***

Pero and Boushie belong to a class of people that are seldom visible to the general populace, except as “inspirations” for mascots, casino owners, or merely living relics of a bygone era. They can also, at times, emerge as a cause célèbre amongst #resistance-types, but such instances are always ephemeral – remember Standing Rock? And would it surprise you to learn that there are continuing battles between the fossil fuel industry and the indigenous? I can confidently say that that isn’t widely known. It’s not like I’m that much better – I know vaguely about a few, but it takes several Google searches to give me a better picture.

Appalling treatment of indigenous peoples by the nation states they happen to exist within isn’t relegated to North America. To name but a few, there are the reindeer herding Sami of northern Scandinavia; Sama-Bajau sea nomads of Indonesia, Malaysia, and the Philippines; Iraqi Marsh Arabs; and the Andamanese and Sentinelese  inhabitants of the Andaman and Nicobar Islands. Such peoples have long resisted integration into the surrounding vampiric socio-economic infrastructures that lust after unmitigated access to their land, resources, and labor. The ramifications have been and will continue to be catastrophic. At least as long as those infrastructures exist.

Perhaps most galling is the bewilderment displayed by those who are unable to comprehend why anyone wouldn’t want to shed their cultural identifies in order to fully assimilate into the dominant paradigms that have oppressed, displaced and killed them with relative impunity for generations. But then again, they probably haven’t read any Steven Pinker. Thus, they sadly don’t truly know the error of their ways – beckoning on the horizon is the shining city on the hill that is global capitalism nestled within the cocoon of meritocratic nation-states. Their humble entrance into its bottommost rungs – not as Others, but finally as true Citizens – will show them the self-evident superiority of what they’ve long feared. Truly the sky will be the limit with discipline, hard work and a can-do attitude.

All kidding aside, their continued resistance is really fucking admirable – in a just world, such resistance wouldn’t be necessary. At the very least, when they are killed, their killers should have to face actual consequences. I don’t think that’s too much to ask.

Goddamnit Morrissey

I had a difficult time coming up with a name for my blog. I’m not very creative, so I picked a song by an artist I adored – Morrissey. And Morrissey is, well, problematic. I’m not going to rehash all of the questionable opinions he’s vomited out over the years. The idea for this post actually came from the last time he said something terrible but, like dozens of other posts I’ve began and left idle, I never finished it. For that instance, he had some thoughts on Kevin Spacey and #metoo:

Morrissey says that the whole thing has become “a play,” and that the definition of sexual harassment has become so broad that “every person on this planet is guilty.” Specifically, he says that the allegations against Kevin Spacey are “ridiculous,” saying that if he was 26 and alone in a bedroom with a 14-year-old boy, then the boys should’ve known what was going to happen. “When you are in somebody’s bedroom,” he says, “you have to be aware of where that can lead to.” Because of that, he thinks Spacey has been “unnecessarily attacked.”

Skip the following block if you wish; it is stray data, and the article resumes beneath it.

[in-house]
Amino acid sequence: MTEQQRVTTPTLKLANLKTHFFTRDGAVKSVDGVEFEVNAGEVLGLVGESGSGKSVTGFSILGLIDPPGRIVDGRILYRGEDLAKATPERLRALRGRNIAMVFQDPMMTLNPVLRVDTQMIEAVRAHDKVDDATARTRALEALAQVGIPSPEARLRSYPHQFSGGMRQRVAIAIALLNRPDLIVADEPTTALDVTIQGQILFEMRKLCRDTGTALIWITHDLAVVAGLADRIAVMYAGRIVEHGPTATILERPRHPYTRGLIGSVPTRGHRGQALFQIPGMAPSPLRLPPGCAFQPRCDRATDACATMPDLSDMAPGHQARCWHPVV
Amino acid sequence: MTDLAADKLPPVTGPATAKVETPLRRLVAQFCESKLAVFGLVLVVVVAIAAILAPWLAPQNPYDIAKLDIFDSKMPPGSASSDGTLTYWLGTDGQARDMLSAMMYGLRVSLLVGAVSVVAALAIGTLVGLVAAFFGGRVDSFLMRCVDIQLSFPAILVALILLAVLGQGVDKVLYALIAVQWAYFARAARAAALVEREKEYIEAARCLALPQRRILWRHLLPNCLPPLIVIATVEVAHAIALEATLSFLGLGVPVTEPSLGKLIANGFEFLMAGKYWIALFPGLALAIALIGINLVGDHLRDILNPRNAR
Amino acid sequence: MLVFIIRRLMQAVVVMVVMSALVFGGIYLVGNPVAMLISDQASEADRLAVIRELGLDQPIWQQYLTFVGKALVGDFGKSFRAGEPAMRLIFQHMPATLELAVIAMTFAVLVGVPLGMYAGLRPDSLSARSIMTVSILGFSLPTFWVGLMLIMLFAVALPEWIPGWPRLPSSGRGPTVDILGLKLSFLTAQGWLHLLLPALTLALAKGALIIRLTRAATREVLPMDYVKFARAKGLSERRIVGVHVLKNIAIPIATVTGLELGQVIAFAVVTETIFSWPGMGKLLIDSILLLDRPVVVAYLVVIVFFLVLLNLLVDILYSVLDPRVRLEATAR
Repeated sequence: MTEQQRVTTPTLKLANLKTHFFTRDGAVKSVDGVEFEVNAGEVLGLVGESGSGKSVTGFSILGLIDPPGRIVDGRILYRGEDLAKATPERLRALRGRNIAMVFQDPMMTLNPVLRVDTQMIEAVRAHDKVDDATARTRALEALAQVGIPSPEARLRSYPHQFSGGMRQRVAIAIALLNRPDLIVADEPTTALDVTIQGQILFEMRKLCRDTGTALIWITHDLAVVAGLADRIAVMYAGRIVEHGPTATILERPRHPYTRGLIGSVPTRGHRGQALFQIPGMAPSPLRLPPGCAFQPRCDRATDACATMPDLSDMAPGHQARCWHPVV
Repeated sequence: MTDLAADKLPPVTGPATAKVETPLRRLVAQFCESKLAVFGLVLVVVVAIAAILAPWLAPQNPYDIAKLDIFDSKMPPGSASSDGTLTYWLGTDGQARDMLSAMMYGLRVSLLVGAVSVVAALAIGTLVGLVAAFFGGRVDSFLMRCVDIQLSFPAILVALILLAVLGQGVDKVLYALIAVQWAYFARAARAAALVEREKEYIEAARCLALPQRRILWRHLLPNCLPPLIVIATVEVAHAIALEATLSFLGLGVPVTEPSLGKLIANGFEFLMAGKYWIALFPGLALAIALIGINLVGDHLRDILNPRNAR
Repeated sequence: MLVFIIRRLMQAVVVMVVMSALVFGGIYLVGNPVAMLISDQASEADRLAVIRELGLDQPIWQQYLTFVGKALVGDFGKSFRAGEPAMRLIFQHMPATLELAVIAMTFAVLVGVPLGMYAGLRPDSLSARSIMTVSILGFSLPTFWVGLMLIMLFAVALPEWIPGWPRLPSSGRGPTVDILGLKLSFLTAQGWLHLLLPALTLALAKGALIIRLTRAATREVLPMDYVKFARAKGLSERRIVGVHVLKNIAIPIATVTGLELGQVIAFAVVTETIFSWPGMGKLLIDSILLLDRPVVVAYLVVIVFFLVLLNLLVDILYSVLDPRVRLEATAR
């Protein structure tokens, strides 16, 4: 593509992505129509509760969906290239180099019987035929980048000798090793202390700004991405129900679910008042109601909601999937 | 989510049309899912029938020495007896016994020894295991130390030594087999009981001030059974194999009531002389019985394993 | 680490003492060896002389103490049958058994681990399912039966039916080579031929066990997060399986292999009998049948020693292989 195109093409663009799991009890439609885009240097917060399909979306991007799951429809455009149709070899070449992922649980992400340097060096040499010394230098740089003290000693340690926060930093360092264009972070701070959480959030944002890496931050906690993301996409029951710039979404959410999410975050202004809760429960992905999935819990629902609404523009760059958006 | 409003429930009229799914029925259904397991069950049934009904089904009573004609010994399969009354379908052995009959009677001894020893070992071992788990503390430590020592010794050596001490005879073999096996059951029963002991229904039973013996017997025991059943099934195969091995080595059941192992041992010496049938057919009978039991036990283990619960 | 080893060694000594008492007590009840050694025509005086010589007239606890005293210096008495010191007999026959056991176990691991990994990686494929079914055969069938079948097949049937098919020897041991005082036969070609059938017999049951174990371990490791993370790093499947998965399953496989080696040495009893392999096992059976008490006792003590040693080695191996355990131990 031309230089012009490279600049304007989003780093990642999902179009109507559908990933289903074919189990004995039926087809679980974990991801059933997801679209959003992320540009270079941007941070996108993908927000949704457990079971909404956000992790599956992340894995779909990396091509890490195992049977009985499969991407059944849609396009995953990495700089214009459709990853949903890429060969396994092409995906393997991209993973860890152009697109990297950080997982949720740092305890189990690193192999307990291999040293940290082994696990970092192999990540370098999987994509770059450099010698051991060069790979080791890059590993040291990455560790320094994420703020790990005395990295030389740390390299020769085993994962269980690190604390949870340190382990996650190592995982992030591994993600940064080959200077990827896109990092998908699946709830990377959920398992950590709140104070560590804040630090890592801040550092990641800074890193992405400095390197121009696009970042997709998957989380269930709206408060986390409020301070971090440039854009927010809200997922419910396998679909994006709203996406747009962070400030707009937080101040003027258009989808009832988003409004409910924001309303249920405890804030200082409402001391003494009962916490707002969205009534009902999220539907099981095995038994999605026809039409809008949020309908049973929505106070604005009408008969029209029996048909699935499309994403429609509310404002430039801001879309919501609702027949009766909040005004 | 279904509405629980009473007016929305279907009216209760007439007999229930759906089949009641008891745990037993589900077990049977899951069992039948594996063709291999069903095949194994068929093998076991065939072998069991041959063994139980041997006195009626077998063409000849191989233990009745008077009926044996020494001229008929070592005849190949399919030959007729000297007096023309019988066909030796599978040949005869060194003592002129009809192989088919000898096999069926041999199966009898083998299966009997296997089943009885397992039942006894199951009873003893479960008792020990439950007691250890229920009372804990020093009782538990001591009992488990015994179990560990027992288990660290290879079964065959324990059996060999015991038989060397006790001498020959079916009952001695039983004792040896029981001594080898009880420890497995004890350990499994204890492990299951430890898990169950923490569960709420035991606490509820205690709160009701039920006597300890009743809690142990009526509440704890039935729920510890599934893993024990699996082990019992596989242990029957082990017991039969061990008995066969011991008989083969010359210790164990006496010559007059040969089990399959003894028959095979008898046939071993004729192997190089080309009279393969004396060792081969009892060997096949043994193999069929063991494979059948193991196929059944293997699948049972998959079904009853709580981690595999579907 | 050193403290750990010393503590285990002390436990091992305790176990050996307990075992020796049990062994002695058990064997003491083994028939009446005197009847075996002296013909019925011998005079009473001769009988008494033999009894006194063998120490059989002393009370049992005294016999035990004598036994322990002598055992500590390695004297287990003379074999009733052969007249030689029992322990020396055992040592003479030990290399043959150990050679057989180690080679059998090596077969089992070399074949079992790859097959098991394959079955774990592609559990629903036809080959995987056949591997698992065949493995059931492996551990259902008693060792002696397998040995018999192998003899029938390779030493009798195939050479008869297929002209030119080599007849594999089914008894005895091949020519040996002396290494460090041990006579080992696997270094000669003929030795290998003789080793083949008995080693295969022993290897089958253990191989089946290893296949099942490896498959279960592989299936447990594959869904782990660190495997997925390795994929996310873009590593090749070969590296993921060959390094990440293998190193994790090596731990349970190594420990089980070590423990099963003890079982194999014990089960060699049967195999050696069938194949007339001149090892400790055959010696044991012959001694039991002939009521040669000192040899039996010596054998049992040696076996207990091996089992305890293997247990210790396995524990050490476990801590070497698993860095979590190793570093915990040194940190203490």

https://www.thepoke.co.uk/2017/05/26/there-are-some-bad-people-on-the-right/

This was on the heels of his new garbage album. Coupled with his last garbage album, he hasn’t made good music in almost a decade. Yet he still sells out everywhere he plays and has an extremely devoted fanbase. This gives him a modicum of mainstream relevancy so, unfortunately, microphones keep being shoved in his face. Behold the most recent example:

“As far as racism goes, the modern loony left seem to forget that Hitler was leftwing,” he says now. “When someone calls you racist, what they are saying is: hmm, you actually have a point, and I don’t know how to answer it, so perhaps if I distract you by calling you a bigot we’ll both forget how enlightened your comment was.”

Yes, people tend to forget that Hitler was leftwing – I mean, c’mon people, Socialism is in the freaking name of his ideology! Also, when I call someone a racist, deep down I think that they’re right. Moreover, it masks the fact that I have no way of responding to the airtight logic so masterfully deployed by those I unjustifiably call bigots. Fuck.

Anyways, my blog name is bad. Fortunately for me, most people probably don’t even know it refers to a Morrissey song. I suppose I could change it, but the only thing I came up with is “Godless Soy Boy.” A Google search for it in quotes yields no hits, but it’s not a great name. Then again, I also don’t think it’s terrible. I’ll likely never decide one way or the other, and eventually stop thinking about it. And so the I Have Forgiven Jesus #brand will live on.

LGBT youth and child welfare

I’ve written a bit about my work in child welfare. Part of my responsibilities in my prior job entailed coordinating placement for children needing out of home care. One of the really unfortunate things is that there are not a lot of options for placement of LGBT youth that are fully capable of accommodating their needs. While the needs they have are similar to cishet children, there are additional considerations. They are subject to the same types of neglect and abuse, but with the added layer of potential maltreatment due to gender expression and sexual orientation. Overall, they are over-represented in child welfare, meaning that